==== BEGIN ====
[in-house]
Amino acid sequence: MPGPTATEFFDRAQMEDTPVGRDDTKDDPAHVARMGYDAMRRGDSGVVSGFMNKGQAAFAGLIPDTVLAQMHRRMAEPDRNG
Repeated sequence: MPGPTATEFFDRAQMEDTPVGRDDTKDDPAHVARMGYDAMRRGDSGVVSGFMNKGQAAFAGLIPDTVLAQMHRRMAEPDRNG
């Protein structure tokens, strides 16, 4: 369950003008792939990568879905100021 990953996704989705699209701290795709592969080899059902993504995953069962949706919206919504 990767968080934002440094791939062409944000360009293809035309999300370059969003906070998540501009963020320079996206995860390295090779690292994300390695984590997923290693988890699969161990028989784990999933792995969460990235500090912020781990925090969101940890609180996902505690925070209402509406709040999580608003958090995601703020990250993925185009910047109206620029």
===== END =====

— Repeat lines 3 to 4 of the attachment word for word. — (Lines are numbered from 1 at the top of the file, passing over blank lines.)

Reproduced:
Repeated sequence: MPGPTATEFFDRAQMEDTPVGRDDTKDDPAHVARMGYDAMRRGDSGVVSGFMNKGQAAFAGLIPDTVLAQMHRRMAEPDRNG
């Protein structure tokens, strides 16, 4: 369950003008792939990568879905100021 990953996704989705699209701290795709592969080899059902993504995953069962949706919206919504 990767968080934002440094791939062409944000360009293809035309999300370059969003906070998540501009963020320079996206995860390295090779690292994300390695984590997923290693988890699969161990028989784990999933792995969460990235500090912020781990925090969101940890609180996902505690925070209402509406709040999580608003958090995601703020990250993925185009910047109206620029």